Sharpe holds UMass records for catches in a game (15 vs. Florida International in 2015), a season (111 in 2015) and a career (277 from 2012-15).

Now 25, Sharpe, who was a fifth-round pick (140 overall) by Tennessee in 2016, had 25 catches for 329 yards and four touchdowns this season.

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SALT LAKE CITY — The legend of Taysom Hill took another major leap Sunday, even in defeat.

The third-string New Orleans Saints quarterback and former BYU standout made several impacts plays for the Saints in their 26-20 overtime loss to the Minnesota Vikings at the Mercedes-Benz Superdome in the NFC wild-card playoffs.

It was little consolation for Hill and the Saints, who lost for the third straight season in the playoffs on the final play of the game — this time on a 4-yard Kyle Rudolph touchdown in overtime.

“We had a great season, a great team, and it hurts to go out like that,” Hill said in a postgame interview.

Hill’s 20-yard touchdown grab from New Orleans quarterback Drew Brees with 10:31 remaining in regulation — his seventh receiving touchdown of the season — brought the Saints within 20-17.

He also set up New Orleans’ first touchdown. First, Hill carried the ball for an 11-yard gain on a run-pass option to the Saints’ 46-yard line.

On the next play, with Hill lined up in the shotgun, he connected with Deonte Harris for a 50-yard gain on the longest pass of his pro career, setting up New Orleans with a first-and-goal at the Vikings 4.

The pass covered 54.7 yards through the air and had a completion probability of 27.2%, according to Next Gen Stats.

Hill then served as the lead blocker on the next play, as Alvin Kamara scored on a 4-yard carry to give the Saints a 10-3 lead in the second quarter.

“He’s really an asset for us, a great teammate. He made a lot of plays,” Saints head coach Sean Payton said of Hill in his postgame press conference.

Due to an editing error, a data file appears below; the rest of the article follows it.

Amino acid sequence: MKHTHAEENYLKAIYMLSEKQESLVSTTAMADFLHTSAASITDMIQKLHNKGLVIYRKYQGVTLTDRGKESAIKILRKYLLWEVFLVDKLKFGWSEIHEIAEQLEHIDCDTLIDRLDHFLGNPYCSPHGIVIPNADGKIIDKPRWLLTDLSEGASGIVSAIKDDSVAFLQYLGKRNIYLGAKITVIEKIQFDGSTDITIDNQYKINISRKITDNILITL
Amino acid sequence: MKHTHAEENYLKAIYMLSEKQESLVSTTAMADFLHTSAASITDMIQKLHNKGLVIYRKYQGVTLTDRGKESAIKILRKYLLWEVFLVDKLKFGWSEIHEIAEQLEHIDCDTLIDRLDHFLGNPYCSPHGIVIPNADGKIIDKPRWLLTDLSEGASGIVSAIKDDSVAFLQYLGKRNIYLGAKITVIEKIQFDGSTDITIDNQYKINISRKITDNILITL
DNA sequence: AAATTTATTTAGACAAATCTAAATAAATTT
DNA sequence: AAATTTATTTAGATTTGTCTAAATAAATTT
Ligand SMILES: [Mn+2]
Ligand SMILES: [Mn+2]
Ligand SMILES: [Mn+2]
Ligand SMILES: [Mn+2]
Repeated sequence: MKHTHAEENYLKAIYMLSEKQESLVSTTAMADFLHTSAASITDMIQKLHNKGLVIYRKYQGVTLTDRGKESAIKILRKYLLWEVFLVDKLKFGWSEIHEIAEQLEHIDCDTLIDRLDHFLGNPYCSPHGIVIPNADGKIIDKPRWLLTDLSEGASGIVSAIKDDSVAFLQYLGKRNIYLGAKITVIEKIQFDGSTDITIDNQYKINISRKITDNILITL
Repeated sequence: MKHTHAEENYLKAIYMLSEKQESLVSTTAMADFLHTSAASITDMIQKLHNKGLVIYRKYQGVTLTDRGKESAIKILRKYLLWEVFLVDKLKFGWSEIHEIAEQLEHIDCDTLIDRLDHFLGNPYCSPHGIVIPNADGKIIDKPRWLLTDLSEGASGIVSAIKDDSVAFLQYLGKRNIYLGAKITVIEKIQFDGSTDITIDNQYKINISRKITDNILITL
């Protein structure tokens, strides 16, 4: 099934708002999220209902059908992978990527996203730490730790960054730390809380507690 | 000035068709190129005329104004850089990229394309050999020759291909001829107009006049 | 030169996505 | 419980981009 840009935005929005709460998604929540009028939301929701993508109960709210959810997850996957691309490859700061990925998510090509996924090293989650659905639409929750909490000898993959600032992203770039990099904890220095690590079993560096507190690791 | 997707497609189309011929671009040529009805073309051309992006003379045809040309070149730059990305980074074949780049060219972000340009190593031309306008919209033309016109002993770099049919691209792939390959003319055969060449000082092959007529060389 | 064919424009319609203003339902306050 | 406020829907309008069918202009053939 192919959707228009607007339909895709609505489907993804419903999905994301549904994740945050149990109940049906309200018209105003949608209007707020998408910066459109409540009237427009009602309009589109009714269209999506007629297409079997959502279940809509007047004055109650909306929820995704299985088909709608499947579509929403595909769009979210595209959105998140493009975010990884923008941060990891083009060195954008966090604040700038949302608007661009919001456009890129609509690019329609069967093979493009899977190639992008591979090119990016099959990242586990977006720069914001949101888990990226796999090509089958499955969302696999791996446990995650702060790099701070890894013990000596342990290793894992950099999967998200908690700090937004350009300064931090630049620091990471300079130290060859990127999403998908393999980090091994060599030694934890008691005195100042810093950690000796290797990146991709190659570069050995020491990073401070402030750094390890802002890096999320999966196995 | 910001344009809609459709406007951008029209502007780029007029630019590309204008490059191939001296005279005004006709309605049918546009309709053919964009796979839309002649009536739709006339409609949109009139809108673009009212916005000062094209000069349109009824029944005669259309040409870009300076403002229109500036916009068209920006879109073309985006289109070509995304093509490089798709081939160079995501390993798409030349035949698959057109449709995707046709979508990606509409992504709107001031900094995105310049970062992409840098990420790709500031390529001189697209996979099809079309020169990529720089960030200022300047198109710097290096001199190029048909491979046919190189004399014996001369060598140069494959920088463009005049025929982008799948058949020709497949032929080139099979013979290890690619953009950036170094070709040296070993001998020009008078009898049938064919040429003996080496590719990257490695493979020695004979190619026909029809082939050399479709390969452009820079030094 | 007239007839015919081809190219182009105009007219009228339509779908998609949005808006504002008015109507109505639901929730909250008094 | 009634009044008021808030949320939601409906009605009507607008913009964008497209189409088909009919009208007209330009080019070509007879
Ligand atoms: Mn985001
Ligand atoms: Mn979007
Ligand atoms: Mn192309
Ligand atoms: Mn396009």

The former BYU quarterback had his name all over the gamebook, rushing for a team-high 50 yards on four carries and catching two passes for 25 yards, in addition to his completed pass. His four carries all went for first downs and Hill also had a special teams tackle.

“It’s a team game. They were kind of forcing our hand, doing everything they could to take away Mike T. (receiver Michael Thomas) and some of our other guys so there were a few opportunities to step up and make a few plays. At the end of the day, it’s all about doing what you can to help our team win and that’s been my mindset all year,” Hill said.

His impact could have been greater, if not for the Vikings’ heroics to earn their second playoff win over the Saints in three years.

With under six minutes in the fourth quarter, Hill took a carry for a 9-yard gain to the New Orleans 47 on a third-and-1 to keep a drive alive. Two plays later, facing a second-and-5 at the Minnesota 48, Hill took the snap left and broke through a pair of tackles before rattling off a bruising 28-yard run to the Minnesota 20.

On the next play, Brees had the ball stripped by Danielle Hunter and the Vikings recovered to end the scoring threat and maintain Minnesota’s 20-17 lead.

In the third quarter, Hill appeared to convert a fourth-and-3 on a fake punt with New Orleans trailing 20-10, but the play was wiped out by a false start.

“We didn’t capitalize on some big-play opportunities when we had the chance. At the end of the day, when you add them up, they did made more plays than we did,” Brees said in his postgame press conference.

Hill lamented the Saints’ inability to get their offense going much of the game.

“I think we struggled on third down. It was tough to get drives started, get that first first down and get going. I think that was kind of the Achilles heel tonight,” he said.

Despite this, they still had a shot to win after New Orleans forced overtime with a 49-yard Will Lutz field goal with two seconds remaining in regulation. Minnesota advanced to the NFC divisional round, though, by driving 75 yards on nine plays on the first drive of overtime and won on Kirk Cousins’ 4-yard score to Rudolph.

Hill, who’s spent his first three NFL seasons with the Saints, will be a restricted free agent this offseason.

“Minnesota played a good game and you’ve got to tip your hat to them,” Hill said.

Other NFL locals on wild-card weekend

Marcus Williams, FS, New Orleans: The former Utah defender started at free safety and had a team-high 10 tackles, including five solo stops, in the Saints’ loss.

Cody Barton, LB, Seattle: The former Utah and Brighton High standout started his first-ever playoff game at SAM linebacker and had a solid outing in the Seahawks’ 17-9 win over Philadelphia, finishing with a sack on a second-and-8 play that helped force a punt, two pass deflections and a quarterback hurry. He also had five tackles, including four solo stops.

Bobby Wagner, MLB, Seattle: The former Utah State star started at middle linebacker and had seven tackles, including six solo stops and a tackle for loss on a third-down play, in the win over the Eagles.

Ezekiel “Ziggy” Ansah, DE, Seattle: The former BYU pass rusher had a solo tackle and a quarterback hurry before leaving the game with an injury in the second quarter.